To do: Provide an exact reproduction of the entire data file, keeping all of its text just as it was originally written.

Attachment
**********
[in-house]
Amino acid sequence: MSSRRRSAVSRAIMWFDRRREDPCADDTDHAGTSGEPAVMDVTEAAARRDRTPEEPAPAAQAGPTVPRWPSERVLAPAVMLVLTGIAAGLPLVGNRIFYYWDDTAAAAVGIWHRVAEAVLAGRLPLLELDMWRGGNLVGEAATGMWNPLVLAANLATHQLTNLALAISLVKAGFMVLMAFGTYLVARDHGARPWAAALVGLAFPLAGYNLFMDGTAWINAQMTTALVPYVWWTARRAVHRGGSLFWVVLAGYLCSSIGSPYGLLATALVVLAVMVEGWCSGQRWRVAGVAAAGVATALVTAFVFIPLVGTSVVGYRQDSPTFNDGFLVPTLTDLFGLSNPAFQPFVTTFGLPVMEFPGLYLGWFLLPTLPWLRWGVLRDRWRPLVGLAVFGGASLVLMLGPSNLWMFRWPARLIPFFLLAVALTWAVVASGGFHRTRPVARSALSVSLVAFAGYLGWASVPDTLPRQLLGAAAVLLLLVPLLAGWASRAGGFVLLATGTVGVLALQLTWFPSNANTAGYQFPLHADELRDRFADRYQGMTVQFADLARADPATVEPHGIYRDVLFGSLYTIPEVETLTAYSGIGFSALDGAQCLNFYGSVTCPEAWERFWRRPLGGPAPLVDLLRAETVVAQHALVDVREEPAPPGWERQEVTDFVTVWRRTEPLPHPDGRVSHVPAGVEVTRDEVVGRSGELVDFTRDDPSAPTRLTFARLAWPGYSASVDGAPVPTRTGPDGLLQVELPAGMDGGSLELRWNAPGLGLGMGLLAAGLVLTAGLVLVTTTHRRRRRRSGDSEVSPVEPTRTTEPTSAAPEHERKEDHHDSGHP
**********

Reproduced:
[in-house]
Amino acid sequence: MSSRRRSAVSRAIMWFDRRREDPCADDTDHAGTSGEPAVMDVTEAAARRDRTPEEPAPAAQAGPTVPRWPSERVLAPAVMLVLTGIAAGLPLVGNRIFYYWDDTAAAAVGIWHRVAEAVLAGRLPLLELDMWRGGNLVGEAATGMWNPLVLAANLATHQLTNLALAISLVKAGFMVLMAFGTYLVARDHGARPWAAALVGLAFPLAGYNLFMDGTAWINAQMTTALVPYVWWTARRAVHRGGSLFWVVLAGYLCSSIGSPYGLLATALVVLAVMVEGWCSGQRWRVAGVAAAGVATALVTAFVFIPLVGTSVVGYRQDSPTFNDGFLVPTLTDLFGLSNPAFQPFVTTFGLPVMEFPGLYLGWFLLPTLPWLRWGVLRDRWRPLVGLAVFGGASLVLMLGPSNLWMFRWPARLIPFFLLAVALTWAVVASGGFHRTRPVARSALSVSLVAFAGYLGWASVPDTLPRQLLGAAAVLLLLVPLLAGWASRAGGFVLLATGTVGVLALQLTWFPSNANTAGYQFPLHADELRDRFADRYQGMTVQFADLARADPATVEPHGIYRDVLFGSLYTIPEVETLTAYSGIGFSALDGAQCLNFYGSVTCPEAWERFWRRPLGGPAPLVDLLRAETVVAQHALVDVREEPAPPGWERQEVTDFVTVWRRTEPLPHPDGRVSHVPAGVEVTRDEVVGRSGELVDFTRDDPSAPTRLTFARLAWPGYSASVDGAPVPTRTGPDGLLQVELPAGMDGGSLELRWNAPGLGLGMGLLAAGLVLTAGLVLVTTTHRRRRRRSGDSEVSPVEPTRTTEPTSAAPEHERKEDHHDSGHP